Former Pembroke Dynamic charity fundraising boss wants injunction freezing his assets lifted

The former boss of the collapsed charities fundraising service Pembroke Dynamic intends to contest High Court proceedings taken against him by the firm's liquidator.

Former Pembroke Dynamic charity fundraising boss wants injunction freezing his assets lifted

The former boss of the collapsed charities fundraising service Pembroke Dynamic intends to contest High Court proceedings taken against him by the firm's liquidator.

Peter Conlon, who founded the collapsed Pembroke Dynamic fundraising platform business, appeared before Ms Justice Leonie Reynolds at the High Court today and said he wants an injunction freezing his assets lifted.

The firm's liquidator Myles Kirby has brought proceedings against Mr Conlon as part of his probe into what happened to some €3.8m in donations to dozens of charities allegedly misappropriated by the Dublin firm

Last year Mr Kirby's lawyers secured an injunction freezing Mr Conlon's assets, including his bank accounts, below a value of €3.8m.

In his action against the businessman, where the ODCE is a notice party, Mr Kirby also seeks orders against Mr Conlon, including an order that he be made personally liable for the company's debts.

The case was adjourned, with the freezing orders remaining in place, on several occasions.

Mr Kirby was unable to progress matters due to issues over the service of documents on Mr Conlon, who spent 12 months in a Swiss prison following his conviction for embezzlement.

Today, when the liquidator's case was back before the court, Rossa Fanning SC, for Mr Kirby, said Mr Conlon who was appearing before the court for the first time, intended to contest the proceedings.

Counsel said that now Mr Conlon, who represented himself, was no longer incarcerated and able to attend court directions could be made with a view to fixing a date for the hearing of the action.

As well as contesting the claims against him Mr Conlon asked the court to lift the freezing orders against him.

During the brief hearing, Mr Conlon also expressed his unhappiness about being unable to access emails of his company Ammado, of which Pembroke Dynamic, he said, was a subsidiary.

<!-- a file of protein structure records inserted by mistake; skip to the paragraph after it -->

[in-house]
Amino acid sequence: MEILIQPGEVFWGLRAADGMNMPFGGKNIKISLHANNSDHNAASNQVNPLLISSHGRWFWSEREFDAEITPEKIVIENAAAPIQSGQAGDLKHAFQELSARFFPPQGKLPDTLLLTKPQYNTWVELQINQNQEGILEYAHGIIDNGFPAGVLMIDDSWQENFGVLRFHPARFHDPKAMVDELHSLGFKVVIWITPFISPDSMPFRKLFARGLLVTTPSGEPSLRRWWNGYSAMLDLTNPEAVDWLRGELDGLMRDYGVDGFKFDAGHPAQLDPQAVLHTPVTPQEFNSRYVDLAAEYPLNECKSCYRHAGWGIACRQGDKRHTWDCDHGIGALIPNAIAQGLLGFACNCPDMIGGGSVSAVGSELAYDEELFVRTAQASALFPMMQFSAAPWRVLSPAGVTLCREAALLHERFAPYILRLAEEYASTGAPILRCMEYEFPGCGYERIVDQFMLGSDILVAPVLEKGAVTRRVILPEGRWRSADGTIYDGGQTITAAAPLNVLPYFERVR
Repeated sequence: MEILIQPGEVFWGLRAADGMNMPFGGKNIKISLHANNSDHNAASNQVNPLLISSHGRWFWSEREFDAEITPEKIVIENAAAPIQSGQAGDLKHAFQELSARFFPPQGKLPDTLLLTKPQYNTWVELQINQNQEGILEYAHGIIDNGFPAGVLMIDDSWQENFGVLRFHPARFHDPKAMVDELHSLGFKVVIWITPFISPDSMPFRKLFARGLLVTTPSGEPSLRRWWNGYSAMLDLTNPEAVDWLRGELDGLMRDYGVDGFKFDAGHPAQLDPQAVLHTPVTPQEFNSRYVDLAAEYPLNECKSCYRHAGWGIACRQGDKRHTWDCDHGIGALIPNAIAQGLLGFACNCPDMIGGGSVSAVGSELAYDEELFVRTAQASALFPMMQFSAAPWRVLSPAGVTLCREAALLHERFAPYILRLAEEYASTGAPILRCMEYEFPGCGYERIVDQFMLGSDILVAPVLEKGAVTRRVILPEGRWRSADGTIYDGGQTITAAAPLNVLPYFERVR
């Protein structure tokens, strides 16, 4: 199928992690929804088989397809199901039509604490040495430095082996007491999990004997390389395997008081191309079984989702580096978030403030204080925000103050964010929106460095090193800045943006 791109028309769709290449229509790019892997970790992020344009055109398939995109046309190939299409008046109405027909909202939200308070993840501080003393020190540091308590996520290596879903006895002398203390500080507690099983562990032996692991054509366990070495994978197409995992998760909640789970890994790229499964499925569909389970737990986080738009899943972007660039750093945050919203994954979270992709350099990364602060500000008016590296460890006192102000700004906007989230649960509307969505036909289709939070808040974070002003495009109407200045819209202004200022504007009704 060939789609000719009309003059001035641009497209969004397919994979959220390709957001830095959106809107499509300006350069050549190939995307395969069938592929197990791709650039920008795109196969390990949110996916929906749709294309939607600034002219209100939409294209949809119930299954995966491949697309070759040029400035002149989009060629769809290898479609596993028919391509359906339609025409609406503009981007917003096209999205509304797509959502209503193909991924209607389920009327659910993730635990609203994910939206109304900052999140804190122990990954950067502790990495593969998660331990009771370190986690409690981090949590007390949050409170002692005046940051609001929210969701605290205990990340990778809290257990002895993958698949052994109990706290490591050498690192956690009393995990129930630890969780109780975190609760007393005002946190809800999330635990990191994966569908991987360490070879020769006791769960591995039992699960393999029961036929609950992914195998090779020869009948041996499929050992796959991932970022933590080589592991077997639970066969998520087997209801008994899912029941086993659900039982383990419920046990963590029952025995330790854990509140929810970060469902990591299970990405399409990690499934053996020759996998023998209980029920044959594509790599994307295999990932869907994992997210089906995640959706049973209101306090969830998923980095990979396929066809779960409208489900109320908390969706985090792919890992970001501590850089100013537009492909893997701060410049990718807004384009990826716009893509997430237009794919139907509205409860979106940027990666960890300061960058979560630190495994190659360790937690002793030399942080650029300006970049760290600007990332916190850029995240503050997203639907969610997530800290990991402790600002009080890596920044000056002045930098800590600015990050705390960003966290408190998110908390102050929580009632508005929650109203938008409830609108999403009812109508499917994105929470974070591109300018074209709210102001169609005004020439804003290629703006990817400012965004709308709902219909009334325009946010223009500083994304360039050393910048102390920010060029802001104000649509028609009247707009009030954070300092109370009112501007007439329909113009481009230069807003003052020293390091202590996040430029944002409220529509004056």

He said that Google and Amazon had taken down these emails, which he said he required access to.

Mr Conlon was also critical of the manner how documents were served on by the liquidator and claimed he had not been provided with all the material relevant to the case.

In reply, counsel rejected Mr Conlon's criticism of how the liquidator had served documents on the defendant.

Mr Conlon had been provided with all but one of 89 relevant documents, the one that was omitted in error was an affidavit of service, counsel said.

Mr Fanning added that any attempt to lift the injunction would be contested by the liquidator, given the serious nature of the allegations against Mr Conlon.

Ms Justice Reynolds, who suggested that Mr Conlon discuss issues concerning the exchange of documents with Mr Kirby, agreed to adjourn the case to a date in late July to allow the sides to exchange a statement of claim and a defence.

The Judge also told Mr Conlon that if he wished to have the injunctions freezing his assets lifted he would have to make a formal application to the court.

Mr Conlon (64), whose family home is in Ballsbridge, Dublin, was jailed in Switzerland last November after he pleaded guilty to embezzlement there to using almost €4m - intended for charities - to fund his technology company.

He was jailed for four years, with three suspended and, as he had already spent a year in prison before the trial, he was released on December 22.

He has claimed that he only confessed to the Swiss authorities after he says he was held in 23-hour lock-up for nearly a year. He says he was put under severe mental pressure to confess.

The court previously heard that Mr Conlon claims his health has suffered due to his incarceration.

He says as a result of the denial of his human rights and "prosecutorial misconduct" by the Swiss, a report is being prepared for submission to the Irish Government and the European Commissioner for Human Rights.

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